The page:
Skip to comments.Google hit by 70,000 'forgotten' claims
Posted on 07/03/2014 10:21:55 PM PDT by Citizen Zed
More than 70,000 people have already asked Google to delete links about them under Europe's "right to be forgotten" ruling, with some of the world biggest news sites the first to be hit.
BBC economics editor Robert Peston complained that Google had "killed this example of my journalism" after being informed that a 2007 posting about former Merrill Lynch chairman Stan O'Neal had been removed from certain searches in Europe.
The Guardian newspaper also said it had been notified that six links to its stories had been removed from search results, three of them about a 2010 controversy involving a now-retired Scottish Premier League referee.
The newspaper said Google gave it no reason for removing the link or a chance to appeal.
Reports in Europe late on Thursday indicated that Google restored some deleted Guardian story links to search results, indicating the California-based internet titan was refining the right-to-be-forgotten process on the go.
European news organisations have opened fire on Google for removing links to stories from search results in the name of adhering to the court order.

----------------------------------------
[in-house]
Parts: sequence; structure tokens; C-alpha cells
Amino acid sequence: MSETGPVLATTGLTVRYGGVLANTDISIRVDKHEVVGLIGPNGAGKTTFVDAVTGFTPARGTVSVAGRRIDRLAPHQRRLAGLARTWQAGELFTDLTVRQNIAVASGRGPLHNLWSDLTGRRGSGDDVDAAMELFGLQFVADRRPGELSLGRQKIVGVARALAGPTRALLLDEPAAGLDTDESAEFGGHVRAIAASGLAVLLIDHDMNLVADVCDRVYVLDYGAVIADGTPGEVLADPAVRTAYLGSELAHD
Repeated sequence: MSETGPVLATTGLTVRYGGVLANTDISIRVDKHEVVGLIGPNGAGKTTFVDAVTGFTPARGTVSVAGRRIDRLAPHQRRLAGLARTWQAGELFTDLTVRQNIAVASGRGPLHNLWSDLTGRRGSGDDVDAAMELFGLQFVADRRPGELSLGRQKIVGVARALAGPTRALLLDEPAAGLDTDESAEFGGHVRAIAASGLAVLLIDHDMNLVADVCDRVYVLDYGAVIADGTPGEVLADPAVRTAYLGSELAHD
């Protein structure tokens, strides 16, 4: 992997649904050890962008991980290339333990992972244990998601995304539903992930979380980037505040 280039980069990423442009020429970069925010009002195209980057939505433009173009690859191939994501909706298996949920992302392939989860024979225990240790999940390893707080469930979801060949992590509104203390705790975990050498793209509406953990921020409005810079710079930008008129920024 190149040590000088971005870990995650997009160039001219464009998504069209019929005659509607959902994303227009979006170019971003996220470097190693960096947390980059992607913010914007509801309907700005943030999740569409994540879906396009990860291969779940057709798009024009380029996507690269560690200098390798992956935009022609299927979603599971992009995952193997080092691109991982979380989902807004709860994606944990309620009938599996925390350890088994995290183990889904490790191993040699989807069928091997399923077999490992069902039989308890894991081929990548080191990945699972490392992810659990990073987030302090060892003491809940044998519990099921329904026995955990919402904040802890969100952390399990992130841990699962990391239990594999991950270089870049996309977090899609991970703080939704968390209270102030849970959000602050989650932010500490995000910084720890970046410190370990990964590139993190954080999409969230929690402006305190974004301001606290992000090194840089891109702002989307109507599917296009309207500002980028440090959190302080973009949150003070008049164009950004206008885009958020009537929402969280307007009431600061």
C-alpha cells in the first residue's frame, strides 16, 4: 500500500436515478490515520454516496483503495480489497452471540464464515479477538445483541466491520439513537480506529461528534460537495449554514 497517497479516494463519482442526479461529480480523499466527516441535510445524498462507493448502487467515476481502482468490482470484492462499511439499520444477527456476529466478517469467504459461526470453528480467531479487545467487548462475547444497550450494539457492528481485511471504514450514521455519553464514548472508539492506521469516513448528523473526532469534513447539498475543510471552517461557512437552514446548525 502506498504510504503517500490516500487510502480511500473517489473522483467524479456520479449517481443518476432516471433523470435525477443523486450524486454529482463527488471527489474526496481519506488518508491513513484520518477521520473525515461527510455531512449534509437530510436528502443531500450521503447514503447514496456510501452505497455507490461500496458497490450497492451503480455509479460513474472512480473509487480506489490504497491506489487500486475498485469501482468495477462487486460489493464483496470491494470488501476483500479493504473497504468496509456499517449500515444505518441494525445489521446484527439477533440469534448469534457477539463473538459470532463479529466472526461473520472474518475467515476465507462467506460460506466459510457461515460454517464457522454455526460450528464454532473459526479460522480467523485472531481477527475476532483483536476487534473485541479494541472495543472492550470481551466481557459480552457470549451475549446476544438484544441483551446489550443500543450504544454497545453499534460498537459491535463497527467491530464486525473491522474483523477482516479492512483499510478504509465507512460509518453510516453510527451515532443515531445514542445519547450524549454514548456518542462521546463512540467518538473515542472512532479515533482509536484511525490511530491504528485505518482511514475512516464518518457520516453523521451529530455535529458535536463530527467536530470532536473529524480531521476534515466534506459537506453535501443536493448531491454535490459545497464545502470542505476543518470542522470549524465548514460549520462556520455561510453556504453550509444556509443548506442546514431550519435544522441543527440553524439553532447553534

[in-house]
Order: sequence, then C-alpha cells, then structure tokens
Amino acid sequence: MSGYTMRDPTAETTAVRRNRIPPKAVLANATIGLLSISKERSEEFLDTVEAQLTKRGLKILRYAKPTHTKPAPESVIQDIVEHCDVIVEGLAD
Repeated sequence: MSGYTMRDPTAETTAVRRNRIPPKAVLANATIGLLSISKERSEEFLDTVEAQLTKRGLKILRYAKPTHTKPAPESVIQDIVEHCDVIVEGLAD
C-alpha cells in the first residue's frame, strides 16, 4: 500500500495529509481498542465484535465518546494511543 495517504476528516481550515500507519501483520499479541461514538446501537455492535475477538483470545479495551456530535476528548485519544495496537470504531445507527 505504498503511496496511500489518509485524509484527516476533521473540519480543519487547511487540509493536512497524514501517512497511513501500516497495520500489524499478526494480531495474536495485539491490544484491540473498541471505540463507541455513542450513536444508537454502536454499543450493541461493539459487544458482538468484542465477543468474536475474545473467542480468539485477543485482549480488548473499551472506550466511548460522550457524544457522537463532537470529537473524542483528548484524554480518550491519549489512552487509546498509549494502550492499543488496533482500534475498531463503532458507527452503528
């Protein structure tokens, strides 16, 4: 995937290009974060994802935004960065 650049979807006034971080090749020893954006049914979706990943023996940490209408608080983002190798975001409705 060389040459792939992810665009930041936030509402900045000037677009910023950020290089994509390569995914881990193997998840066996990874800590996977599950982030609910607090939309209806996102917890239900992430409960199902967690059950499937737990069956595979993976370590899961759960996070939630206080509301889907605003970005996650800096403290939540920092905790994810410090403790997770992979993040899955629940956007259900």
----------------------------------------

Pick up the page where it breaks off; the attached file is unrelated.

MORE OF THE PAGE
(Excerpt) Read more at money.msn.co.nz ...
Hard to feel sorry for the Googletards
Maybe the news organizations will figure out that they are directing their anger at the wrong people. The EU loves em some censorship.
... or bing.com or duckduckgo.com.
Many search engines just piggyback on google.com, so you need an 'independent'.
I look at this as good news, since it will encourage people to diversify their searches and thereby give google.com some badly needed competition.
Yup, I’m running on DuckDuckGo here - installed a plug-in that makes it the default search engine in Safari. It feels a bit “older” than Google, but... it doesn’t track me!